In the fall of 1938, Leon Spencer, from Ossining, N.Y., became the school’s fifth principal. The newly completed high school opened, qualified teachers were in the classrooms and books were available to all students for a rental fee. He won the cooperation of parents with the formation of a PTA and through their interest and support, as well as that of the community, a cafeteria was built and free USDA food commodities were served.
Cinderblock buildings were constructed for agriculture and homemaking classes and for a sports arena, built by agriculture teacher Harry Hayes. The sports center was the source of considerable pride and drew fans from great distances. Many championship games were played in this arena, with Rosenwald winning a good number. Without bleachers, spectators sat on chairs or benches or stood against the walls.
A one-year term in 1947 by Joseph Davis was followed in 1948 by the tenure of Elister L. Peterson of Virginia, who served as principal during a period of skyrocketing enrollment and facility growth. In 1951, the purchase of a little more than seven acres made facility expansion possible. A music department and a band room added spice to the school program. More Rosenwald graduates entered colleges and universities and 70 percent of them finished college on time. A popular sixth-grade teacher and basketball coach, Percy E. Shaw, was tapped as the next principal. Not only was he a dynamic coach, he was known as an innovative teacher.
Remembering the Rosenwalds is a countywide oral history project in Robeson County. In 2002 the Project was funded by a grant from the North Carolina Humanities Council to the Afro-American Cultural Center of Robeson County and the North Carolina Rosenwald Schools Community Project in association with the Sankofa Center. Much of the history told here results from that project and other work supported by both the North Carolina and the national Historic Preservation Offices. The Fairmont chapter of the Rosenwald Alumni Association members interviewed former students and others in order to obtain as complete and accurate accounts of the schools, teachers, students and community relationships as possible.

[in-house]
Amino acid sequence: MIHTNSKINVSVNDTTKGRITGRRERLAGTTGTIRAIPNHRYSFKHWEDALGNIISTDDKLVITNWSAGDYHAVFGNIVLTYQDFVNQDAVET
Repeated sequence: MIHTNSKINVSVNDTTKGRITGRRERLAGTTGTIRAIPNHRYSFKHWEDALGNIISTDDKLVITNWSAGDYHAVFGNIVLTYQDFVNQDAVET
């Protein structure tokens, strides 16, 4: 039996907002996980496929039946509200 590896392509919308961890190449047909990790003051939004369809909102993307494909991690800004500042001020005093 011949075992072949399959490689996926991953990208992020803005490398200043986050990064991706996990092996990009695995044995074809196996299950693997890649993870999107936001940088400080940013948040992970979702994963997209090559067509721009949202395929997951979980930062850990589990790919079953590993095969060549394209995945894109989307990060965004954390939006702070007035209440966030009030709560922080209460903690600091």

As historian, Beulah Arnette recorded the information gathered in the local project. In writing about Rosenwald School after the 1969 integration of Fairmont schools, she noted that significant improvements followed. For example, mobile units added classroom space, more teachers were hired, more office space was made available. With integration, the school’s name changed to Fairmont Elementary School until 16 years later when Rosenwald alumni lobbied for a return to the name Rosenwald Elementary School. Lanes McLean served as principal from July 1978 until June 1994.
Arnette, who taught in Scotland County before teaching at Rosenwald and Fairmont high schools, received a bachelor’s degree from North Carolina A&T and also studied at North Carolina Central and Howard universities. Her love and respect for all the Rosenwald schools, and specifically for those in Fairmont, can be seen in the conclusion to her historical writings:
“Rosenwald School was a model that produced productive and high achievers. From the seeds planted here have sprung doctors, attorneys, well-known ministers, bankers, homemakers, farmers, career military persons, politicians, professional athletes, teachers, electricians, dieticians, mothers, fathers and good citizens. How proud we should be of their roots.
“As a committee, we think the true discovery of our own democracy in education is still before us. We think the true fulfillment of our spirit of our people, of our immortal land, is yet to come. We feel that we speak for most when we say there is yet a dream to be accomplished. Let us as a people make our own history, record our own cultural attitudes and bring our past to the present and our present to the future.”